Wednesday, June 18, 2008

Information on Using Coupons


Ah, coupons! A tried and true weapon in any direct marketer's arsenal. And, in this type of economy when just about everyone is trying to save some money, it just might be the right time to revisit incorporating a coupon strategy into your marketing mix.

I came across this article today in this months' issue of Canada's "Direct Marketing Directives": Dispelling coupon redemption myths.

It provides some very handy tips that every direct marketer should be aware of, especially if you use coupons or if you're thinking of doing so. Check out the full article for all ten myths. I've highlighted a couple of them that hit home for me.
Myth #1: Short-term expirations drive immediate sales.
Fact: Consumers need more time. A short expiry often cuts redemption far more than any increase in value can make up.

Myth #4: Targeting the most loyal users of a competitor's product yields the best return on a coupon program.
Fact: Light to moderately loyal competitive users are more likely to try a new product and will do so on a lower-value coupon offer.
Now, as a self-proclaimed analytical geek--someone who loves to be able to work with as much customer and prospect data that I can get my hands on--I'd love to analyze the heck out of coupon redeemers. Try to find out what makes them tick. I'd like to develop an understanding of their lifestage and their demographics to truly figure out which offers will best resonate with them. But, as you know, that's all dependent on capturing the coupon-lovers' data...

My challenge to all of you couponning advocates--how do you track exactly who is redeeming your coupon, without making this cumbersome to the consumer? How can you develop a program where you are capturing individual information so that you can better target future coupon efforts? Rebates are one way, but this approach seems costly. I'd love to hear case studies or good ideas.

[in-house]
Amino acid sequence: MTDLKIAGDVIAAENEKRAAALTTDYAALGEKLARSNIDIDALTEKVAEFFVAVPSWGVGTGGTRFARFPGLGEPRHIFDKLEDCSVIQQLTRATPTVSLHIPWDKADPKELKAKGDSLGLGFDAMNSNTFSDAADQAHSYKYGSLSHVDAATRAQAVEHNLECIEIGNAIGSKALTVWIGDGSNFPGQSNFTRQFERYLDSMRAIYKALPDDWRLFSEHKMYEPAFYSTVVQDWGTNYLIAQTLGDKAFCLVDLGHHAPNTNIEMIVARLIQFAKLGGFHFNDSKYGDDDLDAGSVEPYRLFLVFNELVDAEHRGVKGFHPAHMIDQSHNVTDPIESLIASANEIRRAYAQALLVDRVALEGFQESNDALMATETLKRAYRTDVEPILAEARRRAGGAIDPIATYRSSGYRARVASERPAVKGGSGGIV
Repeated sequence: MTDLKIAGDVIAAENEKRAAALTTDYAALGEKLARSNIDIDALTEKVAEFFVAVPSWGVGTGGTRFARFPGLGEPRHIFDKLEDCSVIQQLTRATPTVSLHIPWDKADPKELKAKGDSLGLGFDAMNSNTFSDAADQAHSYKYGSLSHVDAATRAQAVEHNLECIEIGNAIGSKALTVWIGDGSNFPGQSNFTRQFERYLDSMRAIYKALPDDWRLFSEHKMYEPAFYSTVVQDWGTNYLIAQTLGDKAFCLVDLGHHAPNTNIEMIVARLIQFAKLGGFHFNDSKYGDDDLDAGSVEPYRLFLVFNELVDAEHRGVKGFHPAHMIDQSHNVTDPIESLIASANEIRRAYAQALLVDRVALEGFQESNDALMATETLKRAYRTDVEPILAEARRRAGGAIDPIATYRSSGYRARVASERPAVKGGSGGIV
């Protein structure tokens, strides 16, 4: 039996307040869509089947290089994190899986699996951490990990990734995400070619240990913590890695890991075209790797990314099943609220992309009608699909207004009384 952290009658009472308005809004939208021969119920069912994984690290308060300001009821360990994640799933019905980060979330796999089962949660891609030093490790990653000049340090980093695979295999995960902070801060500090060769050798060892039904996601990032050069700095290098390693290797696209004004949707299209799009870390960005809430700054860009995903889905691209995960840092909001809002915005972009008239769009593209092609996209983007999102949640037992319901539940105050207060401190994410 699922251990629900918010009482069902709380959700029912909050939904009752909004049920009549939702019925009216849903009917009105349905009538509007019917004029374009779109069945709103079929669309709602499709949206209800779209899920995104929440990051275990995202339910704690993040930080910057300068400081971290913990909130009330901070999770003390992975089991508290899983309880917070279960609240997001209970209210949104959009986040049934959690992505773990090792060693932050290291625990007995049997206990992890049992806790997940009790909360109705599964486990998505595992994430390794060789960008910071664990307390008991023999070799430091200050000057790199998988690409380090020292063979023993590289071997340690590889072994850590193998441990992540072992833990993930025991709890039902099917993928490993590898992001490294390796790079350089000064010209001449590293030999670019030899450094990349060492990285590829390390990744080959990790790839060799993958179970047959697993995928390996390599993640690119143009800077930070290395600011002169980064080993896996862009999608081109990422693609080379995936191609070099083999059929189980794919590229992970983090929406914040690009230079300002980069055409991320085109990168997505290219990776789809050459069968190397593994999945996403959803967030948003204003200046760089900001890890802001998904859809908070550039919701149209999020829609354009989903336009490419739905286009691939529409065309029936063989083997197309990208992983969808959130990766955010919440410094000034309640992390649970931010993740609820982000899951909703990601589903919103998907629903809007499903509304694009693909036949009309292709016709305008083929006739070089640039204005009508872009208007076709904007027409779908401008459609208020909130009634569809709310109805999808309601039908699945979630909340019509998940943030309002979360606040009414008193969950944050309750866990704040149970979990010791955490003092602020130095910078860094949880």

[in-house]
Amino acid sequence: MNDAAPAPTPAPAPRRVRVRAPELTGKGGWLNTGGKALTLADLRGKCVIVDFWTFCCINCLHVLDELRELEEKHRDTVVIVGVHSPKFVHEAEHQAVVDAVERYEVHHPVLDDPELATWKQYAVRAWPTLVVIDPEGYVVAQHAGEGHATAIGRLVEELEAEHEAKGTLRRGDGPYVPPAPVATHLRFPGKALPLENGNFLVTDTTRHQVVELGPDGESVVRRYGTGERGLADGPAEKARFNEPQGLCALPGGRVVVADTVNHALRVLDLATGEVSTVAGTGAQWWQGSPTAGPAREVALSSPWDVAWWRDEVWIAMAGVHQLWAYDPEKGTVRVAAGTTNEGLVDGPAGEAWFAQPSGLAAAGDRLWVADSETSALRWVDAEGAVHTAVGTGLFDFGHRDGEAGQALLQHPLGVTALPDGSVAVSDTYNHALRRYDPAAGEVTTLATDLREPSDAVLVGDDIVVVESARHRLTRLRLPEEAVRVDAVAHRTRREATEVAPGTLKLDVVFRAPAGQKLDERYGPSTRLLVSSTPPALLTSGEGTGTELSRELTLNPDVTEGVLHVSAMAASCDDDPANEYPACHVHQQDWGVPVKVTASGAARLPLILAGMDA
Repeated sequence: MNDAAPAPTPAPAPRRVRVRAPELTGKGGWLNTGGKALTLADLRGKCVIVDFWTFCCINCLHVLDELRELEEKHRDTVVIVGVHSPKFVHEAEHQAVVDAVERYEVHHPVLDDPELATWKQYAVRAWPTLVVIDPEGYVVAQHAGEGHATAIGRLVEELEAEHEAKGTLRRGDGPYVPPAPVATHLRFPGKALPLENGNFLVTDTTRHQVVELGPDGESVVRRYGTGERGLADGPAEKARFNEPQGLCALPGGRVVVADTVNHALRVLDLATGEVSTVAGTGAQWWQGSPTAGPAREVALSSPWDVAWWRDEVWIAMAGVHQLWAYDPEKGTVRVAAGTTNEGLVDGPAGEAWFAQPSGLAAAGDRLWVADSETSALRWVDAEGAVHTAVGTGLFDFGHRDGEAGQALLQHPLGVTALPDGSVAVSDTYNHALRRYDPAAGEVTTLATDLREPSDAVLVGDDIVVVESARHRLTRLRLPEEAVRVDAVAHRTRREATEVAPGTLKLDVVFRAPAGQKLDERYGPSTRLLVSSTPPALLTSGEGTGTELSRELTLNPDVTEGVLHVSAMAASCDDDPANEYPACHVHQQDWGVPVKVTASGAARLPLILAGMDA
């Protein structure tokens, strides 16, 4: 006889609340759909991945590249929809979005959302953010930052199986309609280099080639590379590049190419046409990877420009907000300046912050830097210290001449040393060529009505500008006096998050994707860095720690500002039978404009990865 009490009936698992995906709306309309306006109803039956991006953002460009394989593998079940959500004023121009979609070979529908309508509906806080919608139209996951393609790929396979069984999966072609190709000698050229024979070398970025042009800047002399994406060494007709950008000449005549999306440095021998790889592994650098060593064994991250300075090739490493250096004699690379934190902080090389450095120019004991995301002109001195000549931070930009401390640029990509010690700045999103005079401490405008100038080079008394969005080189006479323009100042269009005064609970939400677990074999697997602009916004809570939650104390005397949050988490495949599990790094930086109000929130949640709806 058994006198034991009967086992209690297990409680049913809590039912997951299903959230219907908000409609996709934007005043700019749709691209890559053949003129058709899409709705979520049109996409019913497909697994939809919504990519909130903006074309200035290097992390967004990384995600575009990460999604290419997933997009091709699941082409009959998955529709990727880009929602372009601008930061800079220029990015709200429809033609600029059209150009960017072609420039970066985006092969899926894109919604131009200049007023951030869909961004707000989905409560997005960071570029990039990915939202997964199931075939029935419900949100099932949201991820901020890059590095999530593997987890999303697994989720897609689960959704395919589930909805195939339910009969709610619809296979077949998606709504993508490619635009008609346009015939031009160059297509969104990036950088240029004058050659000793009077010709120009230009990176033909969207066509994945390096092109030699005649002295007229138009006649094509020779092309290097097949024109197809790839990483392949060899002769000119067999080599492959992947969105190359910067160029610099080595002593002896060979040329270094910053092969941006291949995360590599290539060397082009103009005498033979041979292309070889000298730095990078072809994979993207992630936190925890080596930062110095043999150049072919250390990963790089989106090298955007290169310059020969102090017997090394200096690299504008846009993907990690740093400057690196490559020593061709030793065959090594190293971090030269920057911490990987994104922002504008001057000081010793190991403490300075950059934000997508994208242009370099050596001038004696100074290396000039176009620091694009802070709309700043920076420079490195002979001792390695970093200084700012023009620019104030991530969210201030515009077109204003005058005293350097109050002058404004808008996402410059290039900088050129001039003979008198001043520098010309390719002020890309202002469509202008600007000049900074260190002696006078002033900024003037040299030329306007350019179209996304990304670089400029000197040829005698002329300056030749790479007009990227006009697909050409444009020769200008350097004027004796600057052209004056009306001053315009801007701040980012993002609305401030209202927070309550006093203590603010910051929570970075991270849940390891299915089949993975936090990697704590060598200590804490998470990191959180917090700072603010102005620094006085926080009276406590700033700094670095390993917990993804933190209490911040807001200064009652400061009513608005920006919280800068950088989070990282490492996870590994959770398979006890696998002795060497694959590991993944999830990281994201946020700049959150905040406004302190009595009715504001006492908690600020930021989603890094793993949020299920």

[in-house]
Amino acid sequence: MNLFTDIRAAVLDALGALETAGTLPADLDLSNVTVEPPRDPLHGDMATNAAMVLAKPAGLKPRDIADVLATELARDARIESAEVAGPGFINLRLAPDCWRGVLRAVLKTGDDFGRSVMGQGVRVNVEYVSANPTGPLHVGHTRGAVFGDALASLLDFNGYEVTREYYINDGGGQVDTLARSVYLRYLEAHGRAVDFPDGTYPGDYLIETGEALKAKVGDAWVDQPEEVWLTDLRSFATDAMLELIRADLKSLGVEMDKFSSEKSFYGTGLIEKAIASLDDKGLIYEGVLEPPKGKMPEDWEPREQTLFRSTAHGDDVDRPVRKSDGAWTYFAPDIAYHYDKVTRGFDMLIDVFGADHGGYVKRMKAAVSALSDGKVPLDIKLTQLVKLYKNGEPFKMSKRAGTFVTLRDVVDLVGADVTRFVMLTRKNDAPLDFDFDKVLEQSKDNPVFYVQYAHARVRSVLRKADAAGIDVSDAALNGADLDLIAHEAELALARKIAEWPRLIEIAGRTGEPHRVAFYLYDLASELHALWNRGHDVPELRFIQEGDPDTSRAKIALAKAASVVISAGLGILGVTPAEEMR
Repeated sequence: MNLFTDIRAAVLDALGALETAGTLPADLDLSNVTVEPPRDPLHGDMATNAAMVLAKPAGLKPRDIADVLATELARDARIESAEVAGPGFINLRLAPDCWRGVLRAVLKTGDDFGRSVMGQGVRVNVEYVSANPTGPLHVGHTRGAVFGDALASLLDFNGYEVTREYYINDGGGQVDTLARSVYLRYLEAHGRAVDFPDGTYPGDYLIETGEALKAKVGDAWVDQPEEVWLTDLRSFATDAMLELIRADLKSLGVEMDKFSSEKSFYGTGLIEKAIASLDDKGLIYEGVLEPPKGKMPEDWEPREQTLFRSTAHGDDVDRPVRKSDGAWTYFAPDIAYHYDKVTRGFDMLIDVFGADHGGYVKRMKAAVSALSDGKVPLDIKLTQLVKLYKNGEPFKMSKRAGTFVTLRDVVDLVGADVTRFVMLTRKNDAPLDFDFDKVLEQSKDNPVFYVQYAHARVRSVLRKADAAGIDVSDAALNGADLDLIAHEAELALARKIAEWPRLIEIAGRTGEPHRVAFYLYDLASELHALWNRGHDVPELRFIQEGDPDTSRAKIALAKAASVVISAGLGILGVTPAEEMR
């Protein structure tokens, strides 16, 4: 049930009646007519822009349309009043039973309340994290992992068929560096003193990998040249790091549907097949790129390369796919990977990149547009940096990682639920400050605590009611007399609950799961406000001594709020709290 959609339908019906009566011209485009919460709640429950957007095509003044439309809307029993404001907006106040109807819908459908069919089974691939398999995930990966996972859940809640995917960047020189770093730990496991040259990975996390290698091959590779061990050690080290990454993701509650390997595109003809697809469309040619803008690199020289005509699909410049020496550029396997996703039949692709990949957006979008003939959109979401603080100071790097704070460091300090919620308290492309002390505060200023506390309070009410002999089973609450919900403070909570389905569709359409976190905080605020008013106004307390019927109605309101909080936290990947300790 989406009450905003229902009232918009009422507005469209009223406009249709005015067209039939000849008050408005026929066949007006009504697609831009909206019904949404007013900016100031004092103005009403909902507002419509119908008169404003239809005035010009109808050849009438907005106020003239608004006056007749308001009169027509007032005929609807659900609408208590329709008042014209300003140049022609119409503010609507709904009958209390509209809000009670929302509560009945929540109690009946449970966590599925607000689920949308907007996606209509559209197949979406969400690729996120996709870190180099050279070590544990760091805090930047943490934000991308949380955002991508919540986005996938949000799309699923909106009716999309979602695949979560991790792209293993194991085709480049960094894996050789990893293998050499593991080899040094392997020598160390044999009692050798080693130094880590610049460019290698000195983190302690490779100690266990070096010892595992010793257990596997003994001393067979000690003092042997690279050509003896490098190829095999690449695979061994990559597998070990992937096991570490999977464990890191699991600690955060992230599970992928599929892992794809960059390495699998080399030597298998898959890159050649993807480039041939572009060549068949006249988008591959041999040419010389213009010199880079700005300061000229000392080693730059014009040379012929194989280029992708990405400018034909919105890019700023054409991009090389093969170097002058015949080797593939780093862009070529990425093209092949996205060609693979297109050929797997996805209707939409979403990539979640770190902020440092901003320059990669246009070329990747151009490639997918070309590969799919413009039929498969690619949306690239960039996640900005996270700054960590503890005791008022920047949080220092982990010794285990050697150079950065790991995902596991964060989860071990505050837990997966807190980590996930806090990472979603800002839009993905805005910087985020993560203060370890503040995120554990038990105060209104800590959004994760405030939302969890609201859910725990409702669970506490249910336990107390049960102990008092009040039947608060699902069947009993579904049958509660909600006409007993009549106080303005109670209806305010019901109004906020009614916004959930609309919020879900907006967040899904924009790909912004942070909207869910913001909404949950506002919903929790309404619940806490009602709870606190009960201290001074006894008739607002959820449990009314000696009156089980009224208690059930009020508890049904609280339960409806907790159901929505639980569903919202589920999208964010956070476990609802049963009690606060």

1 comment:

Ted Grigg said...

Boy Suzanne, you certainly hit upon one of my long term pet peeves with this statement:

"My challenge to all of you couponing advocates--how do you track exactly who is redeeming your coupon, without making this cumbersome to the consumer? How can you develop a program where you are capturing individual information so that you can better target future coupon efforts? "

In my view, couponers have emasculated the direct response strategy with their poor tracking and evaluation techniques.

They emulate direct marketing with a strong call to action, but totally miss the critical database marketing strategy you talk about here.

There are many reasons for this not the least of which involves the relationship between manufacturers and retailers. The manufacturers pay, but they expect the retailers to market their products. Who's on first and who’s on second? Who’s accountable for the ROI for couponing as we know it?

I do have several solutions, but the first is to clearly allocate the accountability for couponing. The second is to set up tracking responsibilities to retailers. This second requirement is a bear.

Retailers often have no idea who their customers are by name, much less which customers actually used the coupons.

And those who do have this data do not analyze or use the information.

You have just identified a huge area of opportunity for the brave souls willing to take it on.